But that picture changes depending on where one looks, he said. Reinhart’s real-estate hot spots are predictable, “the nice parts of Monmouth County, the nice parts of Bergen County.” So are the sore spots, “some of the urban areas” as well as some Shore towns that have not bounced back from Hurricane Sandy, he said,
As much as anything, the sticky problems in the real-estate market may be generational, Reinhart said. Many millennials, those born from roughly 1980 to the turn of the century, stagger out of college with crushing debt into tight job and credit markets, he said.
“Just coming up with a down payment for a house is a problem,” Reinhart said.
In turn, that may make urban areas with public transit and cheap housing, Irvington in a nutshell, more attractive to future buyers, he said.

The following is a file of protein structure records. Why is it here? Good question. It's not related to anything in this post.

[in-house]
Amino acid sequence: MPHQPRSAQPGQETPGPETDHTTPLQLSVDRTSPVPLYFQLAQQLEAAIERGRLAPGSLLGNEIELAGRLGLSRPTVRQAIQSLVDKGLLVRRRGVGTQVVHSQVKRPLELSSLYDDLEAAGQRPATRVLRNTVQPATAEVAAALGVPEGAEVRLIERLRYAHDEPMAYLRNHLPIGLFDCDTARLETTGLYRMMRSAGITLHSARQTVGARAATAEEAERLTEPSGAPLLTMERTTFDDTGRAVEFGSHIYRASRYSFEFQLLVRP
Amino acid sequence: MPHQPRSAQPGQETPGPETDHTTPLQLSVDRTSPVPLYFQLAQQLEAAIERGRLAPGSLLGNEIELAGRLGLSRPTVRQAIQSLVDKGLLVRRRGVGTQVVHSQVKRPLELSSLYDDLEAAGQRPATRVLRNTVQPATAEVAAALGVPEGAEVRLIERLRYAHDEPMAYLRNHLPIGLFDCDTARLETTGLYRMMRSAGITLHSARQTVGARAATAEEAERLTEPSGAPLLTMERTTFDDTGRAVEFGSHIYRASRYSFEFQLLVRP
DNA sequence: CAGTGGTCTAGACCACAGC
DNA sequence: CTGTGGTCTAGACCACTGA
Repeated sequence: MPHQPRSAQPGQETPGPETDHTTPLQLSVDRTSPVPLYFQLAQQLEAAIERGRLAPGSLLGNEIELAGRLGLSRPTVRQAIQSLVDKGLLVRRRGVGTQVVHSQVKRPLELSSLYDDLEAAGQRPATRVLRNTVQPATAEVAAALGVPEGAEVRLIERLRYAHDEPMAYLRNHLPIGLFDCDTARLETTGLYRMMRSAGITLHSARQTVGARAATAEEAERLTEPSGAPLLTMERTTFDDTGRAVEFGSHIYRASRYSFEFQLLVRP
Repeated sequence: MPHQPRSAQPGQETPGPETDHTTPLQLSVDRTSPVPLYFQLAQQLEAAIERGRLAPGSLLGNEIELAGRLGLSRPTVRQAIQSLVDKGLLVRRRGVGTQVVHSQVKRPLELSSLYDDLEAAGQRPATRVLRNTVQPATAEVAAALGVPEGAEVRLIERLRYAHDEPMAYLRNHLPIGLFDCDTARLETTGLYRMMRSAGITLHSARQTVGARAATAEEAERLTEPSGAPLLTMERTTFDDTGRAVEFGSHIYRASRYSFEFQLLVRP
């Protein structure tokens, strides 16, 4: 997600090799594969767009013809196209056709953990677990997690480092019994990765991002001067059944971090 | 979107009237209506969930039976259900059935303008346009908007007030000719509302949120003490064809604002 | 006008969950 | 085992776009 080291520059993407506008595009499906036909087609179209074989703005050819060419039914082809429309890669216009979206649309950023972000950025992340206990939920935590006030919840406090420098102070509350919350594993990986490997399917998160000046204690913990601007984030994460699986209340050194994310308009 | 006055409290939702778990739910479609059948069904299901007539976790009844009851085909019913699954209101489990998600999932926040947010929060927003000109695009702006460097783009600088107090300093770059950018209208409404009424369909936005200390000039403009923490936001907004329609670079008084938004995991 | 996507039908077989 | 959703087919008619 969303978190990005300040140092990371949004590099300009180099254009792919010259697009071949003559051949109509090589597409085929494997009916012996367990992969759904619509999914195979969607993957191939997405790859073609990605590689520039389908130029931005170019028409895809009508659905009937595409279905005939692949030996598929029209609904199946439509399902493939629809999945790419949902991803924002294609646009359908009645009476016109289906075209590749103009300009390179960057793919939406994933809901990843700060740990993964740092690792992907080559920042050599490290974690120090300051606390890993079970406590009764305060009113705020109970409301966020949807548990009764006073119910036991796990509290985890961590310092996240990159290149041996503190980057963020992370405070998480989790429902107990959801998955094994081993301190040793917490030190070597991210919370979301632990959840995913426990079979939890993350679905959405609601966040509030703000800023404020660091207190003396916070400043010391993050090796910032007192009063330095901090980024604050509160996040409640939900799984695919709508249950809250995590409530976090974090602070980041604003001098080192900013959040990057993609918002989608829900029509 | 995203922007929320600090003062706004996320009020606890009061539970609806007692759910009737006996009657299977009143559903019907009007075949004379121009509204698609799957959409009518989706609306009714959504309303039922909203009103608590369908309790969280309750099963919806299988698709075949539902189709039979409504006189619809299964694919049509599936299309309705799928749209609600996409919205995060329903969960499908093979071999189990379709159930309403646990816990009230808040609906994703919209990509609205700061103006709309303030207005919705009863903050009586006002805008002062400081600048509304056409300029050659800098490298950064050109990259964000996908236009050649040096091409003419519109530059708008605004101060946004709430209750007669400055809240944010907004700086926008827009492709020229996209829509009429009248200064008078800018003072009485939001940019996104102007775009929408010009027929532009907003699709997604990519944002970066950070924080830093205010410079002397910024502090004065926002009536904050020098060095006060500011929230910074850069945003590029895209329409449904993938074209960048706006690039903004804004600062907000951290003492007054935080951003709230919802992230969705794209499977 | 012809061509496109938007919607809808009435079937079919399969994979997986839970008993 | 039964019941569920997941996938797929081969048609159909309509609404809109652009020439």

In the meantime, though, the township’s proposed use of eminent domain “may be a good thing if it stabilizes the community, stabilizes the housing market,” Reinhart said.
While he finds the many legal objections being raised by the mortgage industry “interesting,” they are also unpersuasive. Based on the precedents, Mayor Smith’s plan is “probably fine on a constitutional basis,” Reinhart said.
For McQueen, the plan offers a ray of hope after three tough years. It is about time for Irvington residents and official to work together, because they are not going to find much help from elsewhere, she said.
“The banks know that are our people are black and Latino, poor and elderly, and they’re just taking advantage,” she said.